MJ: What do you make of all this controversy around the film?
MR: It’s disappointing. It’s frustrating. I think it’s completely unnecessary. I had to get to a point where I was like, “I’m making the movie that I want to make. I’m telling the story that I want to tell. And just because I’m making the movie about you, I’m not making the movie for you.” That’s an important thing. I didn’t make this movie for ATCQ. I made this movie for myself and because I’m a fan. I wasn’t a hired gun. I sought them out; they didn’t seek me out to direct this film. Because if they were seeking out a director, I wouldn’t be the person they’d come to. They’d go to probably a more-established filmmaker. I didn’t make this movie to appease Q-Tip.
MJ: What were the terms that you and the Tribe agreed to? Q-Tip claimed that they included the band members being named as producers.
MR: That’s not true. They never brought it up in 2 1/2 years. Never. I’ll go to court, I’ll swear on a stack of Bibles. Then, on December 19, they said, we’re ready to sign off but we want producer credit, which I thought wasn’t kosher. Because number one, they didn’t produce the movie. Number two: Documentary subjects, most of the time—and in the kind of documentary I was trying to do and that I did—shouldn’t be the producers.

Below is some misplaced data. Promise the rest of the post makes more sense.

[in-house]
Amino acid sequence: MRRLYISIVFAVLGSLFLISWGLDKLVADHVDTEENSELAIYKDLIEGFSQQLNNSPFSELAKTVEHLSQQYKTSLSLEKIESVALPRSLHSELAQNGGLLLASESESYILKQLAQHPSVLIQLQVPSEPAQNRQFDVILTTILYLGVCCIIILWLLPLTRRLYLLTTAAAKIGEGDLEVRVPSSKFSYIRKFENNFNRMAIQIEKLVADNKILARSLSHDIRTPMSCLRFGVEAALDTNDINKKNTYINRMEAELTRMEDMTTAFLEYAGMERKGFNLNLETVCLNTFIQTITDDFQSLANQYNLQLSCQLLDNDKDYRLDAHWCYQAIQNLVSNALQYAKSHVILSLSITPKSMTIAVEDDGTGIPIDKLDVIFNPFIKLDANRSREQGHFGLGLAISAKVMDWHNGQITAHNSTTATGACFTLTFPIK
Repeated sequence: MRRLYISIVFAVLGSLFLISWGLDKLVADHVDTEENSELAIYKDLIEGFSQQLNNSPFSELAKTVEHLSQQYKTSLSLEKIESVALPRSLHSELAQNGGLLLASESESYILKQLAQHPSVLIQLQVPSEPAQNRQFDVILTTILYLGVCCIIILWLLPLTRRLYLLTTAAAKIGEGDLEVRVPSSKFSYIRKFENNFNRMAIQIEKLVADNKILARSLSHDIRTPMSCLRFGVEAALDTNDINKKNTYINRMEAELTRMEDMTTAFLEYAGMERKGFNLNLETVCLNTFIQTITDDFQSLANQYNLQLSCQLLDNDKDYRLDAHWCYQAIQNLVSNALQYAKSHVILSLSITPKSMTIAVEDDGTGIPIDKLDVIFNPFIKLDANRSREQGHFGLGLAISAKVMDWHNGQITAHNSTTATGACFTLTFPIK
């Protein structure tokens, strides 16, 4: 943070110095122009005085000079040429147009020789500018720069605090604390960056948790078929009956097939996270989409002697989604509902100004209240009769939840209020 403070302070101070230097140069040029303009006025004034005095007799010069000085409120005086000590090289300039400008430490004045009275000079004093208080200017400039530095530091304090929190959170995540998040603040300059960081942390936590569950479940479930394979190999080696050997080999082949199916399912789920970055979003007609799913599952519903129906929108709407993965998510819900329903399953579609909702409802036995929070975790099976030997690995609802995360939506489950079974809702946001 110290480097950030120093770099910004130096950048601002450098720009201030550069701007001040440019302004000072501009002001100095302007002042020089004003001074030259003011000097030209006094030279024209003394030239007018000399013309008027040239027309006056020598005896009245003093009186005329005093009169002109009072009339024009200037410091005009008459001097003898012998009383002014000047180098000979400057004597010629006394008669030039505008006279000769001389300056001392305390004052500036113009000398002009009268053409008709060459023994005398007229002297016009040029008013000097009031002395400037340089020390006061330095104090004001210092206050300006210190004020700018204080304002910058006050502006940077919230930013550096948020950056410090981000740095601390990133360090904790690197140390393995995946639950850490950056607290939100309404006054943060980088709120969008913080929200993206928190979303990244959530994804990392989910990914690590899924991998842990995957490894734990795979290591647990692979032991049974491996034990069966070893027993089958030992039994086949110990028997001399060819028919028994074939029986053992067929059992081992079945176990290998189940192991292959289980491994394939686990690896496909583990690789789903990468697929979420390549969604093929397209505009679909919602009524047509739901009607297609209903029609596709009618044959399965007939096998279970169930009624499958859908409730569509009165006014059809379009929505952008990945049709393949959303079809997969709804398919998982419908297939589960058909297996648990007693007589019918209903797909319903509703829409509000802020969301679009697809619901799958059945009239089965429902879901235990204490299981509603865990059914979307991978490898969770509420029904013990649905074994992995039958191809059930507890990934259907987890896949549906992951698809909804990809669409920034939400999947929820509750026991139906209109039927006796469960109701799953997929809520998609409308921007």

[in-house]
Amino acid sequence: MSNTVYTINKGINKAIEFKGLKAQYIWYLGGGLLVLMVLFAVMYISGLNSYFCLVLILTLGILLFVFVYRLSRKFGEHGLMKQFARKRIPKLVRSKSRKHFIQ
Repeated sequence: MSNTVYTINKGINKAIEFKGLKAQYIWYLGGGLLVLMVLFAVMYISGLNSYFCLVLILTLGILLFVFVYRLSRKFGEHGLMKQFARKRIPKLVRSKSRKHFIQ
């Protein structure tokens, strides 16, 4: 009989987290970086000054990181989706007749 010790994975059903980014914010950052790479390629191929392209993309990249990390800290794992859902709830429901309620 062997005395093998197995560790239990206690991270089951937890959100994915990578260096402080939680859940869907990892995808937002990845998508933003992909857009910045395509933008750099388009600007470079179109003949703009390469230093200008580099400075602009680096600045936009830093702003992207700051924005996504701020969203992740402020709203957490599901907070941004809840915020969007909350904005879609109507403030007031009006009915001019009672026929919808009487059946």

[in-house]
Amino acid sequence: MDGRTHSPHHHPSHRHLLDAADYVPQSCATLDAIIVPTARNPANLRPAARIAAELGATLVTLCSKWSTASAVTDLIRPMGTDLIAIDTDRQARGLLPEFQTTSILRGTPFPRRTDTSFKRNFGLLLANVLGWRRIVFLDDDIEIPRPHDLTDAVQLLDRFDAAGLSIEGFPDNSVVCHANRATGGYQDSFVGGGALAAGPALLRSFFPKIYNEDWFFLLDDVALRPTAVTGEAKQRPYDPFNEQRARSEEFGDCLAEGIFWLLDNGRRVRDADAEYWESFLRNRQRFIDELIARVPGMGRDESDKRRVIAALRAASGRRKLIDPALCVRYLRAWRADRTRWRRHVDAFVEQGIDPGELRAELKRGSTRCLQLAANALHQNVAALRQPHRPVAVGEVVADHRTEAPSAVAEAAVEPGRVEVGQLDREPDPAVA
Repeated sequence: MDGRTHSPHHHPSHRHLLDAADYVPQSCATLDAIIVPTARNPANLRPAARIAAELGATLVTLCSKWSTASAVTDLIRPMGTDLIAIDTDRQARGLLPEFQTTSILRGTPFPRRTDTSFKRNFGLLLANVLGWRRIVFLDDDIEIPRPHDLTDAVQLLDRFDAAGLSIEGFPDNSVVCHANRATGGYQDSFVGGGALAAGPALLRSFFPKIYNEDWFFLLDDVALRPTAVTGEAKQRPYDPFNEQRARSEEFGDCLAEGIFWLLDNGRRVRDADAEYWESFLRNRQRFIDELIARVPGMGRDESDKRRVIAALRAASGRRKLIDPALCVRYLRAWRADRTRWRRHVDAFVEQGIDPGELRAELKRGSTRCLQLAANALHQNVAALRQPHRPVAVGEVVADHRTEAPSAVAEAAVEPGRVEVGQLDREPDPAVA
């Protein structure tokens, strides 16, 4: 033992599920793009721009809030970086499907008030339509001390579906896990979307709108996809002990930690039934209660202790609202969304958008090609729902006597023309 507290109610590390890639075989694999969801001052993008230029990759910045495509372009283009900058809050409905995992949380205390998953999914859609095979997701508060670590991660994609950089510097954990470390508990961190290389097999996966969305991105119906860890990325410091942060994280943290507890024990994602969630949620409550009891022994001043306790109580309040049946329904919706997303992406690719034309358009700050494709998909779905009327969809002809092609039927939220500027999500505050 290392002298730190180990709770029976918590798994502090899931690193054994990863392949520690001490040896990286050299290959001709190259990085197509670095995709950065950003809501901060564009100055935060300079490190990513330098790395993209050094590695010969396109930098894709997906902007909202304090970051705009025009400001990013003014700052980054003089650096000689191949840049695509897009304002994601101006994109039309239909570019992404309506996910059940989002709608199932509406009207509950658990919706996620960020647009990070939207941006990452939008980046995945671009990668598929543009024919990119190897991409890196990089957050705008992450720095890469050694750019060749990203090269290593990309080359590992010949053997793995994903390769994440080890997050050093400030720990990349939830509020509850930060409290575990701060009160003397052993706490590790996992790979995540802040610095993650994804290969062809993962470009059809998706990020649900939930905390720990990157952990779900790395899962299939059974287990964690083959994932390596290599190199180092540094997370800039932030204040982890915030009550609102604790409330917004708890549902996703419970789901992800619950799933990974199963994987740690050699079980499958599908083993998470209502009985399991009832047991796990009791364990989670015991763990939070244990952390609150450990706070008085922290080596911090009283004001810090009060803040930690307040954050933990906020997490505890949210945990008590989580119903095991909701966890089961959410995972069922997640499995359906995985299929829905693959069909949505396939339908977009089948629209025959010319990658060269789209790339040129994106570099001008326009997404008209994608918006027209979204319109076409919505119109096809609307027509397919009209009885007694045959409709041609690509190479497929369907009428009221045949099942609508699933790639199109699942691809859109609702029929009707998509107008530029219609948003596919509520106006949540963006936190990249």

MJ: But the group is now listed as a producer.
MR: Because I got into all this other shit. I said, “You want your producer credits. Here, take your producer credits.” It doesn’t change any of the control. It doesn’t change anything.
MJ: How’s your relationship like with the band these days?
MR: I had an email exchange with Q-Tip about two months ago, but Sundance was the last time I spoke to him on the phone. I saw Ali at the Tribeca Film Festival—didn’t really talk to him. Phife is coming in today—we’re cool. I haven’t talked to Jarobi since the first time I screened the movie for him.
MJ: So what are the odds that ATCQ will make more music?
MR: Based on everything I know, and I know a lot, I’d say ATCQ is not going to make more music. Do I think they could? Absolutely. Do I think would be very exciting? Absolutely. I think it would be as exciting for hip-hop fans if ATCQ made a full album as for classic-rock fans if Led Zeppelin made an album. ATCQ, De La Soul, Public Enemy, Big Daddy Kane—they’re as important to us as Jimi Hendrix. When a lost Jimi Hendrix album comes out, people buy that shit. It’s the same thing. If some Tribe shit, some good Tribe shit from 1991, came out that was not used, people would be curious what the fuck it is. Not to say it’s gonna sell a million records, but fans would be excited. And if it’s good it will sell a lot. Or it will get bootlegged a lot. Or stolen a lot.
MJ: So how did a white Jewish boy like you get into hip-hop?